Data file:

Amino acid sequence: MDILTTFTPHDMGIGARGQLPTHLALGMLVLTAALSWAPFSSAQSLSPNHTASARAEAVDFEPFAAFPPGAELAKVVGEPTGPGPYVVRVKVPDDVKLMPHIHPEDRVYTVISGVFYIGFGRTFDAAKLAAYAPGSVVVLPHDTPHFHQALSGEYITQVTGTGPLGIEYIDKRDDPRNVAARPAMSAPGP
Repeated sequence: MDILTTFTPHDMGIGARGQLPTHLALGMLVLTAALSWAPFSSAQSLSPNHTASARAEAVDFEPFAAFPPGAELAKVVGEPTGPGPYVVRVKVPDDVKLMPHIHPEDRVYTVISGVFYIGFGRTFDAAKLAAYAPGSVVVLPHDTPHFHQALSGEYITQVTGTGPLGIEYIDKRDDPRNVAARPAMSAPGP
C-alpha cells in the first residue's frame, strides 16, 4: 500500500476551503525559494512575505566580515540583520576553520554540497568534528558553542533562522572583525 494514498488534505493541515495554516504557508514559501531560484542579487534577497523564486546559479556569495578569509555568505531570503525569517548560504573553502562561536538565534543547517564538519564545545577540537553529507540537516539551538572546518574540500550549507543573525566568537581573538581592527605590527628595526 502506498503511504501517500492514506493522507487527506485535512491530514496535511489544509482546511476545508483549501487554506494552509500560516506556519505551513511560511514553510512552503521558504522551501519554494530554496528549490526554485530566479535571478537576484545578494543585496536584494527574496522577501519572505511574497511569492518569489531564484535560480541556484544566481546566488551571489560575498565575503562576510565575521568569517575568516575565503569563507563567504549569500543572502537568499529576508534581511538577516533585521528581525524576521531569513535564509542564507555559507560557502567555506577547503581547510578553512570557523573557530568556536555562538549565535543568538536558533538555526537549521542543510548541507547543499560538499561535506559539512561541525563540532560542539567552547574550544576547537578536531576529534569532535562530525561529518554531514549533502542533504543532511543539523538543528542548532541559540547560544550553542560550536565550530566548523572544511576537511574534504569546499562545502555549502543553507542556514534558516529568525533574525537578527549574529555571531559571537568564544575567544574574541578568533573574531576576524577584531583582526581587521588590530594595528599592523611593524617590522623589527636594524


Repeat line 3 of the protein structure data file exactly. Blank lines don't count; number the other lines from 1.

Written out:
C-alpha cells in the first residue's frame, strides 16, 4: 500500500476551503525559494512575505566580515540583520576553520554540497568534528558553542533562522572583525 494514498488534505493541515495554516504557508514559501531560484542579487534577497523564486546559479556569495578569509555568505531570503525569517548560504573553502562561536538565534543547517564538519564545545577540537553529507540537516539551538572546518574540500550549507543573525566568537581573538581592527605590527628595526 502506498503511504501517500492514506493522507487527506485535512491530514496535511489544509482546511476545508483549501487554506494552509500560516506556519505551513511560511514553510512552503521558504522551501519554494530554496528549490526554485530566479535571478537576484545578494543585496536584494527574496522577501519572505511574497511569492518569489531564484535560480541556484544566481546566488551571489560575498565575503562576510565575521568569517575568516575565503569563507563567504549569500543572502537568499529576508534581511538577516533585521528581525524576521531569513535564509542564507555559507560557502567555506577547503581547510578553512570557523573557530568556536555562538549565535543568538536558533538555526537549521542543510548541507547543499560538499561535506559539512561541525563540532560542539567552547574550544576547537578536531576529534569532535562530525561529518554531514549533502542533504543532511543539523538543528542548532541559540547560544550553542560550536565550530566548523572544511576537511574534504569546499562545502555549502543553507542556514534558516529568525533574525537578527549574529555571531559571537568564544575567544574574541578568533573574531576576524577584531583582526581587521588590530594595528599592523611593524617590522623589527636594524